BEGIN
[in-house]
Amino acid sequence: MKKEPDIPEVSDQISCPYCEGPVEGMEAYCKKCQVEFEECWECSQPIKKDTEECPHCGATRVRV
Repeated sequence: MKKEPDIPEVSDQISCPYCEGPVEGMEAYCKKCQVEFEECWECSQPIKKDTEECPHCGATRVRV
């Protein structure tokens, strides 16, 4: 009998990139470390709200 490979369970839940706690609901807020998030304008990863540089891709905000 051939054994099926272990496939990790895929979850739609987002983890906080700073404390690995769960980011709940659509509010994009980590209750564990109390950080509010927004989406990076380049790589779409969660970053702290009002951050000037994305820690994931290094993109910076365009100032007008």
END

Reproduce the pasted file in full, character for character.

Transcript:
[in-house]
Amino acid sequence: MKKEPDIPEVSDQISCPYCEGPVEGMEAYCKKCQVEFEECWECSQPIKKDTEECPHCGATRVRV
Repeated sequence: MKKEPDIPEVSDQISCPYCEGPVEGMEAYCKKCQVEFEECWECSQPIKKDTEECPHCGATRVRV
């Protein structure tokens, strides 16, 4: 009998990139470390709200 490979369970839940706690609901807020998030304008990863540089891709905000 051939054994099926272990496939990790895929979850739609987002983890906080700073404390690995769960980011709940659509509010994009980590209750564990109390950080509010927004989406990076380049790589779409969660970053702290009002951050000037994305820690994931290094993109910076365009100032007008």